The viola da gamba, once the darling among Renaissance and Baroque string solo and consort instruments, had all but been kicked to the curb of obsolescence by the nineteenth century, displaced by their louder and wider-ranged modern cousins. Fortunately for us, such early instruments experienced a revival in the twentieth century with luthiers interested in reconstructing them and players who could master them. Equally fortunate for us in western North Carolina is that fact that Gail Ann Schroeder, a very fine gamba teacher and performer, has made Asheville her home. She is the artistic director of Asheville Baroque Concerts and performs frequently as both a solo and collaborative artist.

Her recital “Da Sola” in the beautiful St. Giles’ Chapel on the campus of Deerfield Retirement Community was the opening concert in Asheville Baroque Concerts 5th season. She showcased unaccompanied lyra-viol pieces, suites, and fantasies from 17th and 18th-century England, France, and Germany. It was so much more than a history lesson, though, as she displayed both consummate mastery of her instrument and a deep understanding of the style of its literature.

The viola da gamba, the so-called viol “of the leg,” was a fretted six-stringed instrument held between the legs and bowed in the German fashion like a double-bass player. The bow is light, slightly arched, and the player’s fingers actually touch the bow hair as part of the technique. The gamba came in assorted sizes, and as time went on, morphed into other iterations of itself, including the 6- and 7-string bass-ranged instrument – the so-called lyra viol. These instruments frequently used alternate tunings to mimic other instruments or to achieve different resonances. More on this can be found here. Equally challenging to the player is the fact that solo viol music was composed in tablature, a system of notation which directs the player where to place the fingers on the strings. This requires a new kind of study and scrutiny; as she explained, some of these letters can be mistaken for others!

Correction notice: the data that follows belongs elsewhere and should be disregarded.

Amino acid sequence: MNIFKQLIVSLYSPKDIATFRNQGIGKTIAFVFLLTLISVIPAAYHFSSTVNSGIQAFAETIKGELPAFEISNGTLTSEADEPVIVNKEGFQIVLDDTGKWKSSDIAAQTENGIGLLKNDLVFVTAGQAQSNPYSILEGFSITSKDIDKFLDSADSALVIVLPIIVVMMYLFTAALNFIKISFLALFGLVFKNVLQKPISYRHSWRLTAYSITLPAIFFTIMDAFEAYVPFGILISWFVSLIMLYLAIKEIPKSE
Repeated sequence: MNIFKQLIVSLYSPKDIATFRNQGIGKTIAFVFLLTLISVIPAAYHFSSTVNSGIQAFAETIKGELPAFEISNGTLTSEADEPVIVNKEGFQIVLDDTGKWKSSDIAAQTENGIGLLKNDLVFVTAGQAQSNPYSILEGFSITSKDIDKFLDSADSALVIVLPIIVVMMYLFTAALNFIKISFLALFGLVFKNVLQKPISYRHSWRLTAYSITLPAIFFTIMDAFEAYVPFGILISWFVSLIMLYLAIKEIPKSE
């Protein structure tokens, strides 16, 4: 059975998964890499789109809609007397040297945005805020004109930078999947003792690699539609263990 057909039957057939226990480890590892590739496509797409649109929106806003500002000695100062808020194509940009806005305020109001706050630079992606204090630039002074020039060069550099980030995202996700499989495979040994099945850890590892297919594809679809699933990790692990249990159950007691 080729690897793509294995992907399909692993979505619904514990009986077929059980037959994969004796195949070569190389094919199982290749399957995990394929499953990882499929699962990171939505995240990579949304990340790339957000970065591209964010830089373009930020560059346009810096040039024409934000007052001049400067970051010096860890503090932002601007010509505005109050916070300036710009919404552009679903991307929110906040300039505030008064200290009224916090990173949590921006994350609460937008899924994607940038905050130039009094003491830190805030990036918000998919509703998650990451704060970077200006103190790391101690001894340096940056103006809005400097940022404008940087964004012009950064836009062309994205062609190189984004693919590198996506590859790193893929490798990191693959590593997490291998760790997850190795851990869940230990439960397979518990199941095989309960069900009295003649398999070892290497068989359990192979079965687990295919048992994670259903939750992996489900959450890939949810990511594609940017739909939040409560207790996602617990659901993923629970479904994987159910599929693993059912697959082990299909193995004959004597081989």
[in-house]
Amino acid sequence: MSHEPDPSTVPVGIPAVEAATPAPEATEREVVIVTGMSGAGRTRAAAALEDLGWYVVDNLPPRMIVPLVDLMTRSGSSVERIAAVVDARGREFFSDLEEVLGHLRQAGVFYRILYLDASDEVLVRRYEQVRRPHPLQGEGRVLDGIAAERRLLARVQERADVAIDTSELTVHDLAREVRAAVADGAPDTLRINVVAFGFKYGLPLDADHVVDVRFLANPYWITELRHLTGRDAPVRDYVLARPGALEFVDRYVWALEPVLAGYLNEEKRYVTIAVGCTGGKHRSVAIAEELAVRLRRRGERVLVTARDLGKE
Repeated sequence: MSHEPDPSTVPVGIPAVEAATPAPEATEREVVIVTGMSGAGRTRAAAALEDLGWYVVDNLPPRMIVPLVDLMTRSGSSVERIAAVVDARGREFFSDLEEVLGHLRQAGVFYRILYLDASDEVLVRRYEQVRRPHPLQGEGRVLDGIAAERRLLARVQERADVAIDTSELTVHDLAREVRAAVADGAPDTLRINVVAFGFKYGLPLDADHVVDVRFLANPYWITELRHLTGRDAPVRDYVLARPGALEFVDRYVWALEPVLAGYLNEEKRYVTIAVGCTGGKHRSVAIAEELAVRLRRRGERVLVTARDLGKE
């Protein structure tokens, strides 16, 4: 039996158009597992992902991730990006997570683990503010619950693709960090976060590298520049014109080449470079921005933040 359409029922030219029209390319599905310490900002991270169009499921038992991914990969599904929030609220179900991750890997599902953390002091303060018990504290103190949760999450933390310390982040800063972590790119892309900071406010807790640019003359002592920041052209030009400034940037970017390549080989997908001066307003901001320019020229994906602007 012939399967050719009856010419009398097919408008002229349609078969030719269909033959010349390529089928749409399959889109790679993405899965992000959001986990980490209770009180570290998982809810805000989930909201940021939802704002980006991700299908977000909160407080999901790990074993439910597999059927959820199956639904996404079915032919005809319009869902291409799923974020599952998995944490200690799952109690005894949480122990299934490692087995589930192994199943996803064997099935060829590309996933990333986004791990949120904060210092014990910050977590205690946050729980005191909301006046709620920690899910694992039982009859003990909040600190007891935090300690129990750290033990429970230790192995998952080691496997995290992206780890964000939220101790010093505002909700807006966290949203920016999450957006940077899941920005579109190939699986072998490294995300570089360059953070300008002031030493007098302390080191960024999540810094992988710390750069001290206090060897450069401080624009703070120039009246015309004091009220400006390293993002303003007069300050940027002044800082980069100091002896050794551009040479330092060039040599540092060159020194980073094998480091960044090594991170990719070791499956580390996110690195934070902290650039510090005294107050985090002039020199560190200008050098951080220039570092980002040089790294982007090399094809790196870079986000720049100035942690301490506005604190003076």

As is often the case with loving old instruments, it becomes a necessity to buy many instruments, and Schroeder played at least four or five different instruments, due to alternate tuning schemes or the style of the literature. And, she tuned each instrument more than once before she played, because these delicate instruments with their gut strings are notoriously sensitive to atmospheric conditions. There are no fine tuners on these instruments either. You know the old joke: Why did the Renaissance last so long? It was because they were tuning and tuning and…. Indeed, one of the great challenges of playing a gamba is to play in tune, and she managed this beautifully.

The voice of the gamba is nasal and resonant, beautifully characterized as melancholy and introspective. Like the lute, the instrument invites you into its world for a quiet listen. It is music that has sonic space both during a phrase and at phrase endings; with this temporal freedom or elasticity the sounds have time to make their impact upon the listener. Schroeder was a master at this sort of expressiveness. Likewise, she could whip off the quickest licks with a mere flick of her fingers and bow. Stylistic details, such as the well-placed small vibrato on a key note, were exquisitely marked. Simply incredible playing.

Her program was riveting for its journey through time and countries. She began with some early viol music, with its aping of folk instruments such as bagpipes and hurdy-gurdys (from the Manchester Viol Book, c. 1660: The eighthe tuning: Bagpipes [Anonymous]). Next was a set of four short pieces from The First Part of Ayres, 1605 by Tobias Hume (c. 1579-1645): “A Pollish Vilanell,” “My Mistresse hath a pretty thing,” “Hit it in the middle,” and “A Pavin.” In these her instrument functioned more like a bowed lute, blending chords with the melodies they accompanied. From Lessons for 1, 2, and 3 viols, 1609 by Alfonso Ferrabosco II (c. 1575-1628) we heard three dance movements: Almaine, Coranto, Coranto. These were played on a tenor gamba, the tuning of which had been adjusted to achieve the desired higher timbre.

For the French set by Le Sieur de Machy (fl. 1655-1700) came a Prelude, Chaconne, and Gavotte en rondeau from Pièces de viole, 1685. With these works one could hear styles and forms that sound more familiar – improvisational, variation framework, and dance-with-refrain respectively. The Fantasias by Telemann, little suites of movements marked by tempo indications, were a revelation, as they only had been discovered in 2015. From 27 Pieces for the viola da gamba, MS Drexel 5871 by Carl Friedrich Abel (1723-1787) we heard two movements: Adagio, Adagio. Schroeder remarked that Abel was one of the great pedagogues of the viol, and one of its last composers. One of these movements sounded like a written-down improvisation, with its sequence of arpeggios which gradually increased to encompass more and more of the instrument’s range.

Schroeder’s recital, historically informed and musically compelling, was a singular musical experience for this listener. Don’t miss your chance to hear her.